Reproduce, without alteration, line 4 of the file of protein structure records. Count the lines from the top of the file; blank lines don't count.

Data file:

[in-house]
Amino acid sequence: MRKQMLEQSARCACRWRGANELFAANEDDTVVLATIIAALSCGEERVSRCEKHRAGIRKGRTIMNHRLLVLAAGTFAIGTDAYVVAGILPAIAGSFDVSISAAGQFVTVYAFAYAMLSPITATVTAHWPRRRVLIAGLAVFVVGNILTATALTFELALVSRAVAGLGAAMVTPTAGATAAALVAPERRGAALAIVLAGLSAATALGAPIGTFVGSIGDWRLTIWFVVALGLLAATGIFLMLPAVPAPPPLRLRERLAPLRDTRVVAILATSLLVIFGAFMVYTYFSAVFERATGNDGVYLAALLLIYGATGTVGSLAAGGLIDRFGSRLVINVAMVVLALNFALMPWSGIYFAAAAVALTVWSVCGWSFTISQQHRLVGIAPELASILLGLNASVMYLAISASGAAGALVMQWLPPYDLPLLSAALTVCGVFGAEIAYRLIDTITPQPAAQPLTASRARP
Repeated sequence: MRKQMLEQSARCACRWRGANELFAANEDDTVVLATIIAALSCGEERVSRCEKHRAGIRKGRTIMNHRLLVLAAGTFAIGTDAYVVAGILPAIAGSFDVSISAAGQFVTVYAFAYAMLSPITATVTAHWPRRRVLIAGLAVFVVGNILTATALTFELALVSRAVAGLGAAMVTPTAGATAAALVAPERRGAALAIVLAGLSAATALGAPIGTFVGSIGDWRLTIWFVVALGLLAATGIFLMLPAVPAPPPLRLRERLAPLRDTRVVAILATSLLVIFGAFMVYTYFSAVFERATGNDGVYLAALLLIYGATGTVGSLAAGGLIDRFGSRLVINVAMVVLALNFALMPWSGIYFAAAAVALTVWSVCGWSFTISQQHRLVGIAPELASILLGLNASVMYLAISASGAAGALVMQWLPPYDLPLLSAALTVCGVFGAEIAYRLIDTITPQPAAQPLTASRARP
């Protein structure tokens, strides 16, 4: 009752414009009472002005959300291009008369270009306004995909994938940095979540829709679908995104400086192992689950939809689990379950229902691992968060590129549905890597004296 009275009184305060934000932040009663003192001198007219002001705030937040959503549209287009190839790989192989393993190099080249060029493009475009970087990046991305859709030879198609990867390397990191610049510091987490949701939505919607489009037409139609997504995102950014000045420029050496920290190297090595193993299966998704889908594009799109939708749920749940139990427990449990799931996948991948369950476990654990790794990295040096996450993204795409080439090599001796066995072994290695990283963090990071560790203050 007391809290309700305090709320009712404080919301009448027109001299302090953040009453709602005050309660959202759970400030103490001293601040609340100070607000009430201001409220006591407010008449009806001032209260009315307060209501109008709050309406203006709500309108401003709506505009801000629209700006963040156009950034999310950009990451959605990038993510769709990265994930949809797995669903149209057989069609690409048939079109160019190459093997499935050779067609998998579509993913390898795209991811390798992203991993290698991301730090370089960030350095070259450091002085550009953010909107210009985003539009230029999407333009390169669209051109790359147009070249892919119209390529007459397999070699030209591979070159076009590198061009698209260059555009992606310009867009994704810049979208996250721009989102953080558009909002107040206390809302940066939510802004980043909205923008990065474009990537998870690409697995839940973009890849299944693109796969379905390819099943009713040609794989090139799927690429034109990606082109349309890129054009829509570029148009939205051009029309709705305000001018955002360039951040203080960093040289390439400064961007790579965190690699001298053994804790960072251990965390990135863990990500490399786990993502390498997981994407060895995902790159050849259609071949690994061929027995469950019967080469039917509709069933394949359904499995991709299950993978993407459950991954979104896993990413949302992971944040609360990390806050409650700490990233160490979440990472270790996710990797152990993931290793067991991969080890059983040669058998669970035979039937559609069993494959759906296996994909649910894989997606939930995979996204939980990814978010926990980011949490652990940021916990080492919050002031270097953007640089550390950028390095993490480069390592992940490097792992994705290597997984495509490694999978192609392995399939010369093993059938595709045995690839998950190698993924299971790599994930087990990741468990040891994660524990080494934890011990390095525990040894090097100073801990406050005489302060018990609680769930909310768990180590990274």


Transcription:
């Protein structure tokens, strides 16, 4: 009752414009009472002005959300291009008369270009306004995909994938940095979540829709679908995104400086192992689950939809689990379950229902691992968060590129549905890597004296 009275009184305060934000932040009663003192001198007219002001705030937040959503549209287009190839790989192989393993190099080249060029493009475009970087990046991305859709030879198609990867390397990191610049510091987490949701939505919607489009037409139609997504995102950014000045420029050496920290190297090595193993299966998704889908594009799109939708749920749940139990427990449990799931996948991948369950476990654990790794990295040096996450993204795409080439090599001796066995072994290695990283963090990071560790203050 007391809290309700305090709320009712404080919301009448027109001299302090953040009453709602005050309660959202759970400030103490001293601040609340100070607000009430201001409220006591407010008449009806001032209260009315307060209501109008709050309406203006709500309108401003709506505009801000629209700006963040156009950034999310950009990451959605990038993510769709990265994930949809797995669903149209057989069609690409048939079109160019190459093997499935050779067609998998579509993913390898795209991811390798992203991993290698991301730090370089960030350095070259450091002085550009953010909107210009985003539009230029999407333009390169669209051109790359147009070249892919119209390529007459397999070699030209591979070159076009590198061009698209260059555009992606310009867009994704810049979208996250721009989102953080558009909002107040206390809302940066939510802004980043909205923008990065474009990537998870690409697995839940973009890849299944693109796969379905390819099943009713040609794989090139799927690429034109990606082109349309890129054009829509570029148009939205051009029309709705305000001018955002360039951040203080960093040289390439400064961007790579965190690699001298053994804790960072251990965390990135863990990500490399786990993502390498997981994407060895995902790159050849259609071949690994061929027995469950019967080469039917509709069933394949359904499995991709299950993978993407459950991954979104896993990413949302992971944040609360990390806050409650700490990233160490979440990472270790996710990797152990993931290793067991991969080890059983040669058998669970035979039937559609069993494959759906296996994909649910894989997606939930995979996204939980990814978010926990980011949490652990940021916990080492919050002031270097953007640089550390950028390095993490480069390592992940490097792992994705290597997984495509490694999978192609392995399939010369093993059938595709045995690839998950190698993924299971790599994930087990990741468990040891994660524990080494934890011990390095525990040894090097100073801990406050005489302060018990609680769930909310768990180590990274």